Aside from presidential elections where medical histories were given only voluntarily, I have never heard of LEOs asking for it. I work with this kind of information and have never dealt with the authorities requesting it.

Mental health records are even more confidential than health records.
Link Posted: 5/30/2009 10:32:33 PM EST
[Last Edit: 5/30/2009 10:33:48 PM EST by Zack3g]
Originally Posted By Hawken50:

Originally Posted By Danj:
Can you elaborate as to her hospitalization? She was taken by her parents I guess?


Yes, her parents took her. she took a bunch of OTC pills (tylenol i think). she was there 4-5 days. saw a phycaiatrist. I don't think the police were involved at all.


this sounds to me like she was PEC'd into that hospital's on-site psychiatric ward.


that being said, her being a minor might be a positive factor, but, it's not looking good if they don't take her age into account.


(i work with PEC's a lot...Physician's Emergency Certificate, it's used frequently by ER doctors to legally declare a person a threat to themselves or others and get them a psych eval/treatment)
Link Posted: 5/30/2009 10:40:49 PM EST

Originally Posted By Zack3g:
Originally Posted By Hawken50:

Originally Posted By Danj:
Can you elaborate as to her hospitalization? She was taken by her parents I guess?


Yes, her parents took her. she took a bunch of OTC pills (tylenol i think). she was there 4-5 days. saw a phycaiatrist. I don't think the police were involved at all.


this sounds to me like she was PEC'd into that hospital's on-site psychiatric ward.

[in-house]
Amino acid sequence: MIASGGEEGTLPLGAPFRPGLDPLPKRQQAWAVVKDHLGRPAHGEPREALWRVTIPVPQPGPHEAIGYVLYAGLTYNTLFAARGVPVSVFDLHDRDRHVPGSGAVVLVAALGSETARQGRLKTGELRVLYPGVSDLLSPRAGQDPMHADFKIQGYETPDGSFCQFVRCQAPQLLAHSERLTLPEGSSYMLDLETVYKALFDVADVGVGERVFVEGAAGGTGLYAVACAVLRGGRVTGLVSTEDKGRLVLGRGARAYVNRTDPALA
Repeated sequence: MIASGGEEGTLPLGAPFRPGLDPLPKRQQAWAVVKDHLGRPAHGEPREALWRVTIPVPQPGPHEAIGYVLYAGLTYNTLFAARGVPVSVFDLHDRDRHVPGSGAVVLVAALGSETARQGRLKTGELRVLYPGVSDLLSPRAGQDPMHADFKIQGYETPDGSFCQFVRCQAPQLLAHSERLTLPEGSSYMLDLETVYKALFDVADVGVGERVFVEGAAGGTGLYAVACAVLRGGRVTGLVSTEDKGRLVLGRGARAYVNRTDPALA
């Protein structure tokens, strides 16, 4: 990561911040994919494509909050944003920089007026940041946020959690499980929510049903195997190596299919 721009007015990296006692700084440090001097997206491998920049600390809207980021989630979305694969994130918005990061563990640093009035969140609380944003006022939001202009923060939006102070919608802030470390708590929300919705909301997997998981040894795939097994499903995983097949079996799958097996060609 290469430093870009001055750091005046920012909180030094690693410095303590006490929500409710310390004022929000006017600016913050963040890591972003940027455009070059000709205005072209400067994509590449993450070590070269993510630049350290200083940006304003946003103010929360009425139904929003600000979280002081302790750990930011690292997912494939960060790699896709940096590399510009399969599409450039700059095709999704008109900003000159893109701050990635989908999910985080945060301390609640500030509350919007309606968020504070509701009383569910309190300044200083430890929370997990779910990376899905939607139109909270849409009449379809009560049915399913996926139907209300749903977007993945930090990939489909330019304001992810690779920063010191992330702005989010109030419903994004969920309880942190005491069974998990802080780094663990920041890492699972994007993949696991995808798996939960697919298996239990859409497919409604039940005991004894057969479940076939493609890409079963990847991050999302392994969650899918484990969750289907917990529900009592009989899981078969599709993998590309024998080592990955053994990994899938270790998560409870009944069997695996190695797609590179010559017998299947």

that being said, her being a minor might be a positive factor, but, it's not looking good if they don't take her age into account.


(i work with PEC's a lot...Physician's Emergency Certificate, it's used frequently by ER doctors to legally declare a person a threat to themselves or others and get them a psych eval/treatment)

So your saying her name might be on a list somewhere in some database that the background check will find? This was over 15 years ago if that matters.
Link Posted: 5/30/2009 11:04:19 PM EST
[Last Edit: 5/30/2009 11:05:01 PM EST by Clackamas]
I am suprised no one has mentioned HIPAA. Health record privacy is highly protected under Federal law. Violate HIPPA and you will most certainly lose your job, probably be sued and may do jail time. Medical privacy is a serious issue these days. Not much different from violating the 1964 Civil Rights Act.
Link Posted: 5/30/2009 11:09:59 PM EST
[Last Edit: 5/30/2009 11:11:05 PM EST by Zack3g]
Originally Posted By Hawken50:

Originally Posted By Zack3g:
Originally Posted By Hawken50:

Originally Posted By Danj:
Can you elaborate as to her hospitalization? She was taken by her parents I guess?


Yes, her parents took her. she took a bunch of OTC pills (tylenol i think). she was there 4-5 days. saw a phycaiatrist. I don't think the police were involved at all.


this sounds to me like she was PEC'd into that hospital's on-site psychiatric ward.


that being said, her being a minor might be a positive factor, but, it's not looking good if they don't take her age into account.


(i work with PEC's a lot...Physician's Emergency Certificate, it's used frequently by ER doctors to legally declare a person a threat to themselves or others and get them a psych eval/treatment)

So your saying her name might be on a list somewhere in some database that the background check will find? This was over 15 years ago if that matters.



it might be, might not.


at this point, it really hinges on whether or not her age is a factor and just how good record keeping was back then.

assuming i'm right about the situation, and i probably am

that being said...as another poster earlier said, if she can pass a NICS check, she shouldn't have any issues.


Link Posted: 5/31/2009 2:14:01 PM EST
Got a little more info. She says the cops were not involved, and she was not "confined" as in- her parents could have taken her out at any time.
Link Posted: 5/31/2009 2:15:47 PM EST
Here in NC they do psychiatric background.
Link Posted: 5/31/2009 2:24:28 PM EST
Originally Posted By Clackamas: